A year ago, Julian Assange skipped out on a date with Swedish justice. Rather than comply with a British order that he go to the Scandinavian country for questioning about sex crimes allegations, the WikiLeaks founder took refuge in the Ecuadorean Embassy in London.
He's still there—and now says he won't emerge even if Sweden drops the case that triggered the strange diplomatic standoff.
In comments that appear to put a resolution farther off than ever, Assange said his fear of U.S.-ordered arrest for his secret-spilling activities means that "if the Swedish government immediately drops their request tomorrow, I still cannot leave this embassy."
"If I walk out the front door I could be arrested in relation to the United States," Assange said in an interview with a small group of journalists to mark Wednesday's one-year anniversary of his embassy stay.
Assange believes extradition to Sweden is merely a first step in efforts to remove him to the U.S., where he has infuriated officials by publishing secret documents including 250,000 State Department cables. U.S. Army soldier Bradley Manning has admitted passing those documents to WikiLeaks.
Assange spent almost two years fighting extradition over alleged 2010 assaults on two Swedish women, which he denies. In June 2012, the U.K. Supreme Court ruled against him, prompting his asylum bid with Ecuador, whose leftist government had expressed support.
As long as he stays inside the South American country's embassy—a ground-floor apartment in an elegant building close to the ritzy Harrods department store—he is beyond the reach of British authorities.
But police officers are stationed outside and in the lobby around the clock, in case he makes a break for it. London police said the cost of the embassy operation was 3.8 million pounds (nearly $6 million) up until the end of May.
Assange, a former computer hacker and avowed enemy of state secrecy whose public image projects absolute self-certainty, doesn't publicly admit second thoughts about his asylum-seeking move.
"Strategically, it's been exactly what I had hoped for," he said. He remains in the news, thanks in part to a stream of celebrity visitors to his embassy hideaway, including Lady Gaga and Vivienne Westwood.
But the 41-year-old Australian acknowledges that his year indoors has been a taken a physical toll. His pallid skin is now a whiter shade of pale. He speaks in a quiet throaty rumble, sipping occasionally from a mug bearing the logo of heavy metal band AC/DC.
He denies he has suffered poor health, dismissing reports of chest problems as "lung-gate." He exercises regularly—one supporter donated a running machine—and has used a sun lamp to compensate for the lack of natural light.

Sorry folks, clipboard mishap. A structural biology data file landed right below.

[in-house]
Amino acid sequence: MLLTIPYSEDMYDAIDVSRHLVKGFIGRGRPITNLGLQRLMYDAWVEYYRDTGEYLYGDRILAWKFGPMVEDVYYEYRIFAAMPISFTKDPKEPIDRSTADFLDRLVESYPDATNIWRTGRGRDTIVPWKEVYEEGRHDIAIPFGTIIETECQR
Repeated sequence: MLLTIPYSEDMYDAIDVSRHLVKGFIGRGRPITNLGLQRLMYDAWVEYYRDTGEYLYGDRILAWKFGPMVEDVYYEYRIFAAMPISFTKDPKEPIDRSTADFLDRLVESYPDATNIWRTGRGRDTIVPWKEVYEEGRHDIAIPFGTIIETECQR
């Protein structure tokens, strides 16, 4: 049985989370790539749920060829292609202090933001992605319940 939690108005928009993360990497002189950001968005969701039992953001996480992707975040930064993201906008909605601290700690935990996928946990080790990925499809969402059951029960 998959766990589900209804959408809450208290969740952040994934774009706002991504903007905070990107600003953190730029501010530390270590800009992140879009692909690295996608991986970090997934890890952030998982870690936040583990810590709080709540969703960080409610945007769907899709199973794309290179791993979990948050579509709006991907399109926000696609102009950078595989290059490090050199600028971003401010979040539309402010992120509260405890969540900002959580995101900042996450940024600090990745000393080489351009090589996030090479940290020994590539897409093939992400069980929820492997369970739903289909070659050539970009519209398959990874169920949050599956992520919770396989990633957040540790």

But apart from occasional forays onto the embassy's tiny balcony to address pro-WikiLeaks demonstrators, he hasn't been outside in a year.
"I haven't had any sunlight in a year, which is obviously dangerous because you can get rickets," he said.
"The physical circumstance here is of course difficult. It's an unnatural environment and therefore it takes diligence to stay healthy."
Assange speaks quietly and deliberately, but he is still full of fire at what he calls the U.S. authorities' "disgraceful" pursuit of WikiLeaks and prosecution of Manning.
He praises Edward Snowden, the former National Security Agency contractor who leaked details of U.S. surveillance programs, as a hero—and the embodiment of "the ideals that I have fought for, for so long."
Assange believes there is already a sealed indictment against him in the U.S., and possibly already an American extradition request. He says he won't leave the embassy "until the British government (gives) some sort of information or guarantee that I would have safe passage."
That's unwelcome news for Britain, which says it has a duty to arrest Assange for breach of bail and send him to Sweden.
Foreign Secretary William Hague and his Ecuadorean counterpart Ricardo Patino met Monday to discuss the case. Britain's Foreign Office said the two sides had agreed to set up a working group, "but no substantive progress was made."
Patino said Assange was prepared "to stay in our embassy for at least five years," but Assange hopes it won't be that long.
When he entered a year ago, "I thought six months to two years. I still think that now."
Some of his statements suggest a pragmatic, even conciliatory, streak. He expresses hope that a solution to his quandary will come from a face-saving compromise rather than a dramatic victory.
He says Hague's comments over the past year have been "counterproductive" but feels "the rest of the British government publicly have done the right thing" by avoiding public pronouncements on the case.
He is cool to the idea of Ecuador taking his asylum case to the International Court of Justice, because "once that process has started it could take years."
"We didn't want to take a fluid political situation and turn it into a moribund legal situation that would be expensive and time-consuming," he said.
Despite his confinement, Assange insists he is not bored. He says he work up to 17 hours a day—keeping WikiLeaks ticking, directing the legal battle against a financial blockade imposed on the group by Visa and MasterCard, planning his campaign for Australia's September election, in which Assange will run for the newly founded WikiLeaks Party.
He is even writing music with Puerto Rican rap act Calle 13. Assange says they are working on "a song about the new politics that has come about as a result of the Internet and media distortion."
"Where do people get this crazy idea that I have time on my hands?"
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